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Netiv Haasara, Israel

Elizabeth Sloan A.,Sunset Inc.
Food Technology | Year: 2010

Some of the top functional food trends that are targeting an increasing requirement of consumer health and wellness needs are discussed. Consumers are aimed towards foods with lower fat, calories, and sodium content to refocus on traditional strategies for improving their diets. Studies have found that nearly one-third (31%) of consumers are eating more fish and seafood at home and in restaurants. The American Heart Assn. does not recommend use of antioxidant vitamin supplements, but consumers continue to strongly associate antioxidants with heart health benefits and also to make health linkages with antioxidants and free radicals, aging, and skin. Healthful restaurant snacks represent an untapped market, ranking third on the hot list for quick-service operators in 2010. Older adults are the most likely to be on a special diet, with 65+, 38% are on a low-fat diet, 34% low-salt, 28% low-sugar, and 26% high-fiber. Source


Sloan A.E.,Sunset Inc.
Food Technology | Year: 2011

Consumer demands and retailer preferences for more naturally nutritious, no additives/preservatives, and less-processed foods are restructuring the global food industry and sending US sales of natural foods and beverages soaring. Despite the weak economy, two-thirds of U.S./ Canadian food retailers added natural/organic items to their product offerings, and 65% of retailers enjoyed increased natural/organic dollar sales for the month of May 2011. Sales of foods/beverages in natural product stores reached $21.3 billion, up 7% in 2010. In conventional food, drug, and mass merchandisers, sales of natural/organic foods are $16.5 h, up 7.6% in 2010. Label claims declaring no chemical additives are very important to about half (47%) of food shoppers; no preservatives claims are attractive to more than one- third. Sales of foods/ drinks carrying a no preservatives claim topped $14.5 b in 2009, while sales of natural claims reached $22 b. Source


Elizabeth Sloan A.,Sunset Inc.
Food Technology | Year: 2010

The need for product developers and marketers to differentiate their products to cater to distinctive attitudes and behaviors of mature consumers, baby boomers, and members of Gen X and Gen Y related to food is discussed. The dramatic differences in food preferences, eating styles, and attitudes/behaviors related to health, nutrition, safety, and greener living will force food corn- panics to more directly target flavors, foods, and food messages to different generations. The trend to preparing and eating more meals at home continues, especially among younger consumers, whose penchant for restaurant-style, gourmet, and natural foods will create a wealth of new product opportunities and force a reinvention of convenience foods. Scratch cooking, which is fast approaching levels not seen since 2004, increased most dramatically among younger meal preparers over the past five years, creating an enormous opportunity for more wholesome and highly flavored ingredients/basic meal components. Source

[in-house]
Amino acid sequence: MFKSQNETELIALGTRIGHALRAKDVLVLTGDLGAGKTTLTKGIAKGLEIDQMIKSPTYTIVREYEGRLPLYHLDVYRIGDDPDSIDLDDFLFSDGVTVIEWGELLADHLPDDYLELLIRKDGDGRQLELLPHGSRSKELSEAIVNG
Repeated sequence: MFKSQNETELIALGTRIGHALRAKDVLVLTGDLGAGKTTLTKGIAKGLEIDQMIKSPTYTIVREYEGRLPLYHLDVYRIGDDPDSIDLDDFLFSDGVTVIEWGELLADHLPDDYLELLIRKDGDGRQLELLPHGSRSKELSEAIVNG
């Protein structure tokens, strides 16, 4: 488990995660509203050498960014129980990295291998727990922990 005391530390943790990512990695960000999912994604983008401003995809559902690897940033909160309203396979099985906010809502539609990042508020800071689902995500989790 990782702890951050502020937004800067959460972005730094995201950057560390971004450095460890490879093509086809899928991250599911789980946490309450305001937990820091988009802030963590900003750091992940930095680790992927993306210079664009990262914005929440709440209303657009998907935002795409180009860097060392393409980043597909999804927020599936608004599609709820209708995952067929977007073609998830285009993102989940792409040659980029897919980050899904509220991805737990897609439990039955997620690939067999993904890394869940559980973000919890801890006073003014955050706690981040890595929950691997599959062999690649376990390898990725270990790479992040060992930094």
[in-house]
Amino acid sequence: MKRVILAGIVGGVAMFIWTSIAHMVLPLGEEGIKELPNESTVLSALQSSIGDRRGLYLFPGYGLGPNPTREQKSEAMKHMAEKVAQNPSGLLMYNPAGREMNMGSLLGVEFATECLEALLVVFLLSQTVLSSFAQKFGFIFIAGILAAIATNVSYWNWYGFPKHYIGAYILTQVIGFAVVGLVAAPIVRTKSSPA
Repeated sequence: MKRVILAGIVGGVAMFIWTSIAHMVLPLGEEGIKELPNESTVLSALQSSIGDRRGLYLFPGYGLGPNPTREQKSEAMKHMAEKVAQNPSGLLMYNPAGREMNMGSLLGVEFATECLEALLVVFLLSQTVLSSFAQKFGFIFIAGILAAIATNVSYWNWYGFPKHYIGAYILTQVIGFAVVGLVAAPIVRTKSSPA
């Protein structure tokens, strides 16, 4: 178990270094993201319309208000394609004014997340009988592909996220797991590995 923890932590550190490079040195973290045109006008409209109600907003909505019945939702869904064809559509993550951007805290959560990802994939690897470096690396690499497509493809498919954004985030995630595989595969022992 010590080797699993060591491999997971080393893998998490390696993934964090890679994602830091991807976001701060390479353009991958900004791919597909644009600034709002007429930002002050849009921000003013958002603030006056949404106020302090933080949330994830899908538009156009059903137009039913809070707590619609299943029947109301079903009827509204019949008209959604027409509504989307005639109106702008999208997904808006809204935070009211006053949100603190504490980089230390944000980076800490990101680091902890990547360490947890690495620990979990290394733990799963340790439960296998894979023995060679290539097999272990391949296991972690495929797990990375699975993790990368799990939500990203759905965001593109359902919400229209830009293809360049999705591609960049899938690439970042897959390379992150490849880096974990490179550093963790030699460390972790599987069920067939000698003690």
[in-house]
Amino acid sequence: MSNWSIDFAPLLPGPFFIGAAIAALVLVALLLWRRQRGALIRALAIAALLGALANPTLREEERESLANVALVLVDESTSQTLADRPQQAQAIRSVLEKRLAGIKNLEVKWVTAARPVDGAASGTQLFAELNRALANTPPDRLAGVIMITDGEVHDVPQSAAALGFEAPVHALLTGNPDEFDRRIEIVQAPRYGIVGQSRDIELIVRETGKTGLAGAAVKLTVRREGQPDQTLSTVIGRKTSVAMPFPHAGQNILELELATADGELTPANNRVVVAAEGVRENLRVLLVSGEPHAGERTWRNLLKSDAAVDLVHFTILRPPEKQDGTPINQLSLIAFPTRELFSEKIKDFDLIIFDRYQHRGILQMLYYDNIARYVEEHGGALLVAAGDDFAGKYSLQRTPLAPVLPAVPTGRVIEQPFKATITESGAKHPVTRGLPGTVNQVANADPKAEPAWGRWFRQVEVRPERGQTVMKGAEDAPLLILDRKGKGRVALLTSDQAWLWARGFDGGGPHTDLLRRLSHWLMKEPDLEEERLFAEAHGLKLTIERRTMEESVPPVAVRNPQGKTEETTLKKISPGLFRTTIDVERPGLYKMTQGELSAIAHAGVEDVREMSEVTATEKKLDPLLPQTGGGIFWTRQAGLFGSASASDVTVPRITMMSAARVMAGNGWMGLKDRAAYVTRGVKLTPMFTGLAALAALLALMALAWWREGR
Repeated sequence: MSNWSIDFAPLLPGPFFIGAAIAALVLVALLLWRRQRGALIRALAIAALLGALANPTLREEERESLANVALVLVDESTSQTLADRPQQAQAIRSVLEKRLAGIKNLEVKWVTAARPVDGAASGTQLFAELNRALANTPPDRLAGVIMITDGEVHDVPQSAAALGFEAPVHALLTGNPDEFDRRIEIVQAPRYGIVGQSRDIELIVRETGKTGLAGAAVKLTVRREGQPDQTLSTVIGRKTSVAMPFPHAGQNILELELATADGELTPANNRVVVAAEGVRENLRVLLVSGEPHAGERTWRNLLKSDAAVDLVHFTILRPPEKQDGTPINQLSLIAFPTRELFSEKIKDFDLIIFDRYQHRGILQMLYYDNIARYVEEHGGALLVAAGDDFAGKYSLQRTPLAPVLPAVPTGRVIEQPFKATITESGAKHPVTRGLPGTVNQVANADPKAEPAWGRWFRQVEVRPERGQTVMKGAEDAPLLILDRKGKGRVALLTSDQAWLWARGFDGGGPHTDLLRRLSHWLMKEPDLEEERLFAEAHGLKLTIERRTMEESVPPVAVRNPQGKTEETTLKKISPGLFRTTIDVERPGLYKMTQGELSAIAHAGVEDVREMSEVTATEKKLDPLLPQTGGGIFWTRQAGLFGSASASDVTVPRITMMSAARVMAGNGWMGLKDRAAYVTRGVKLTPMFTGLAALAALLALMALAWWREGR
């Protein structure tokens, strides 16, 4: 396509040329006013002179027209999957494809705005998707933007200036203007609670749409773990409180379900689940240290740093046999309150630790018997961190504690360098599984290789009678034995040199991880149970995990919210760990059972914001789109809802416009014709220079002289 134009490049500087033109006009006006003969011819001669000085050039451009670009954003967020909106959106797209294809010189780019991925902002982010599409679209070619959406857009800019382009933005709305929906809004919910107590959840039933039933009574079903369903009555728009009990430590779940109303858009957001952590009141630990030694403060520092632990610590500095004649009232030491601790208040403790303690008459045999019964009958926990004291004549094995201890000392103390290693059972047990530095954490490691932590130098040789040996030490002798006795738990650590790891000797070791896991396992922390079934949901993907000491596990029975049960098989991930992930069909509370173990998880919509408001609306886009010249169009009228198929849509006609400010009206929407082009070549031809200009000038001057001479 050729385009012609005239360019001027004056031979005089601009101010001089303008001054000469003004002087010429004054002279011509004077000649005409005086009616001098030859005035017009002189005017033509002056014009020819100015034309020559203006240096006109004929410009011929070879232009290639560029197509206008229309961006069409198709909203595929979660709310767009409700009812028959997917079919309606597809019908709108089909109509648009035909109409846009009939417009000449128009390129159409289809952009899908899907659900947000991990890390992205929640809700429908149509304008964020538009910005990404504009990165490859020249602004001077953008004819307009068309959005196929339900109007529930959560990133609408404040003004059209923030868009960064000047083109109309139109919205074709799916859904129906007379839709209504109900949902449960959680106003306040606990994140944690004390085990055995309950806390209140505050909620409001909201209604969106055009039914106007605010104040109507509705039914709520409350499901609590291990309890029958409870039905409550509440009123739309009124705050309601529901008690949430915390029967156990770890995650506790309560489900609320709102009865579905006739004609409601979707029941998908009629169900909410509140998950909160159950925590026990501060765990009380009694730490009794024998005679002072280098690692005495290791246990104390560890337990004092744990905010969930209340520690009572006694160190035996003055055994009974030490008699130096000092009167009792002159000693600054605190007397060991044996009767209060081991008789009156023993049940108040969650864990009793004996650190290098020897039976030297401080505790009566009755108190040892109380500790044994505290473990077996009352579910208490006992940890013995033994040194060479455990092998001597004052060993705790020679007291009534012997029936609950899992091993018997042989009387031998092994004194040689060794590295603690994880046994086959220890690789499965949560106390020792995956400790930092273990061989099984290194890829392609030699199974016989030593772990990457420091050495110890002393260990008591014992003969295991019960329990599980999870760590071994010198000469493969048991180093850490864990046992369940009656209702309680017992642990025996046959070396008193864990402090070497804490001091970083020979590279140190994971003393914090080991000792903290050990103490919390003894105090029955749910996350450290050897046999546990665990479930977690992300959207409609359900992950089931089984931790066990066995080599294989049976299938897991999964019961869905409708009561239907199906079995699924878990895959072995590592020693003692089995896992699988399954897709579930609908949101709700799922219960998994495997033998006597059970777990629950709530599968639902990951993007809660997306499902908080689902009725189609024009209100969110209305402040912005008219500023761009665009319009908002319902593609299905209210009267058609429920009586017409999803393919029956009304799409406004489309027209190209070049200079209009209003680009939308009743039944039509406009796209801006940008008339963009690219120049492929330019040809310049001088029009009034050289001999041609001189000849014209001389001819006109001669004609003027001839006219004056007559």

Sloan A.E.,Sunset Inc.
Food Technology | Year: 2012

The article details America's changing eating patterns, preferences, and priorities in the present uncertain times. Consumer rituals around food, beverages, beauty, and health continue to center around the home. More than half of consumers serve more simple and less expensive meals at home, 55% eat out less often, and 42% bring snacks, foods, and/or drinks from home to work or school in order to save money. More than 11% of all adult eating today includes foods or beverages consumed within one hour of purchase, spurring convenience store and drug store food sales to new heights. When eating dinner alone, today's single consumers are also more likely to replace frozen meals with fresh, less processed alternatives. Moreover, these meals are likely to be more indulgent. At the same time, the American culinary movement is beginning to build momentum. About one-quarter of consumers are ordering more traditional, familiar flavors than they were ordering a year ago. Source


Elizabeth Sloan A.,Sunset Inc.
Food Technology | Year: 2011

The consumer food products industry has witnessed significant growth of sales in the year 2010 and is expected to increase in the year 2011. Supermarkets continue to dominate consumer food spending with a 49% share of sales in 2010. Households with incomes of less than $35,000 are projected to represent nearly 40% of the US households by 2015. Low-income households are expected to deliver $115 billion in incremental consumer packaged goods (CPG) spending in future. Low-income shoppers are driving growth in fresh bread/rolls, yogurt, salty snacks, natural cheese, and cold cereal, among other sectors. Affluent ethnic households, which represent $110 billion in purchasing power, are another overlooked market segment. Sales of foods/drinks formulated without preservatives topped $14.5 billion in 2009, sales of products with a natural claim reached $22 billion. Consumers are moving toward products that are naturally high in vitamins/minerals and those that have been blended with other foods to create even higher nutrient levels. Source

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